Informational Guide

EER to COP: Online Calculator & Conversions

To determine efficiency levels, consider the COP and EER ratings. If you’re planning to buy a new HVAC system, firstly learn about COP to EER ratings.

by Josh M

Did you know three-quarters of all American houses have air conditioning systems due to the changing climate? This usage is an immense strain on American pockets and the fight against global warming!

Having an efficient HVAC system negates both these worries. You will save a significant amount on your energy bills and keep your environment safe with low carbon footprints.

However, not all HVAC systems offer the same efficiency, which is why it’s essential to do your homework before purchasing. To determine efficiency levels, consider the COP and EER ratings.

If you’re planning to buy or upgrade your existing HVAC system, learn more about these COP and EER ratings. Read on as we help you get there:

COP (or Coefficient of Performance) shows the efficiency of heating/cooling units. It’s the ratio of heat dissipation and energy consumed.

Higher COP means the unit operates efficiently, while lower COP may have adverse effects on your unit’s operating cost.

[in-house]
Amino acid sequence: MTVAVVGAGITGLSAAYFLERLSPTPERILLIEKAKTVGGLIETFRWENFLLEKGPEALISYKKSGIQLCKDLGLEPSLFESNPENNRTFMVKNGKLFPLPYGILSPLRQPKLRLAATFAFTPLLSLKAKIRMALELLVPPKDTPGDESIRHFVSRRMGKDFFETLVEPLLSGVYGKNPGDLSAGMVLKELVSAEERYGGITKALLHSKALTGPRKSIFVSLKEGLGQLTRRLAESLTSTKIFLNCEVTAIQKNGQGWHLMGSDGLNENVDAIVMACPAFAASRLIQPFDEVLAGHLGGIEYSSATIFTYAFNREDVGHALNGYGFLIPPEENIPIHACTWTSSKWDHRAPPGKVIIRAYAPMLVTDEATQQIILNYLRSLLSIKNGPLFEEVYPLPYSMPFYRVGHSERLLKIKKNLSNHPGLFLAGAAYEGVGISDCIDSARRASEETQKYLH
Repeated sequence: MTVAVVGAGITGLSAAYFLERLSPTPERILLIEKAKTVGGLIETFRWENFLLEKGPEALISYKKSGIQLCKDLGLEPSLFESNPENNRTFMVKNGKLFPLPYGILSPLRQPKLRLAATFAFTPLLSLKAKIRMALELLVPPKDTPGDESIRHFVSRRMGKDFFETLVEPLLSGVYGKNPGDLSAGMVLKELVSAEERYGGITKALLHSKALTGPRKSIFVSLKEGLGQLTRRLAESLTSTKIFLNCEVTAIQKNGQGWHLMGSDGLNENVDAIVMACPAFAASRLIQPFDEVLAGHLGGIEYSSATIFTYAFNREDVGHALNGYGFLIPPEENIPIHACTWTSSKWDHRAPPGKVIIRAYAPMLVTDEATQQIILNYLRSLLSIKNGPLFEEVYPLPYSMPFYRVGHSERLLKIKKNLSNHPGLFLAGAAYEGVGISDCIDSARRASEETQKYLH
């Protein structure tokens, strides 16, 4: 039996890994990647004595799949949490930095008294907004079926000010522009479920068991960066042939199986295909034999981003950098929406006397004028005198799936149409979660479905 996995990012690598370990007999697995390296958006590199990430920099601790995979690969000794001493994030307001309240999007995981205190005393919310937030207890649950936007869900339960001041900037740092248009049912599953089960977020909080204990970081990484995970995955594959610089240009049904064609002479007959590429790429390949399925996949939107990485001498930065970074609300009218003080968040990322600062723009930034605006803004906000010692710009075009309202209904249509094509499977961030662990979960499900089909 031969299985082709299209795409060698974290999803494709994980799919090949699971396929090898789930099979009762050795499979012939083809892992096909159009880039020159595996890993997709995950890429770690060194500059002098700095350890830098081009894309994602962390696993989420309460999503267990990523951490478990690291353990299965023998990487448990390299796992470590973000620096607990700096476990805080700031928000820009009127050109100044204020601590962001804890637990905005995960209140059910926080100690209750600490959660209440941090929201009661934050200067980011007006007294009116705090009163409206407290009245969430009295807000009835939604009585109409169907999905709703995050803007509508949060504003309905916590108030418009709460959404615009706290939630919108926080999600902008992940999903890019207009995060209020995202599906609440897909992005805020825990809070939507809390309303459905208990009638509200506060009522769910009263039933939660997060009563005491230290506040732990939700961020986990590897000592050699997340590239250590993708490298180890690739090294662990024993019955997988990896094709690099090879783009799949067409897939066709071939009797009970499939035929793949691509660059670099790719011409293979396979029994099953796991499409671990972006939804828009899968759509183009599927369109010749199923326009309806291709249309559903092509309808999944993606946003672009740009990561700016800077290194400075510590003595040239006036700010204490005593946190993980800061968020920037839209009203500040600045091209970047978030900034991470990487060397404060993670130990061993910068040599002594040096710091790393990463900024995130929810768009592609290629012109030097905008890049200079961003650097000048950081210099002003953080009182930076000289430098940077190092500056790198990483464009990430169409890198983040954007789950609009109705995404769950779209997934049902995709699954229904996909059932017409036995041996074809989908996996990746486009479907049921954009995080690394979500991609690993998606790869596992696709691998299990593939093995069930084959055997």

Here’s the formula to measure COP:

COP = Q/W  

On the other hand, the EER rating of your cooling system is a ratio of cooling output and electricity consumed.

Typically, EER ratings are calculated using constant inside and outside temperatures such as 80°F and 95°F, respectively, and 50% humidity levels.

EER ratings are read similarly to COP: higher EER ratings indicate the system works more efficiently, while the lower suggests the opposite.

The formula of EER rating is:

EER  = capacity (BTU) / Power (wattages)

How To Convert EER To COP (+ COP To EER)

Luckily, you can use three easy ways to convert EER to COP or vice versa:

Covert By Formula

Since COP or Coefficient of Performance is the metric used for energy performance of heating as well as cooling units, according to the first law of thermodynamics, it can be calculated using the equation: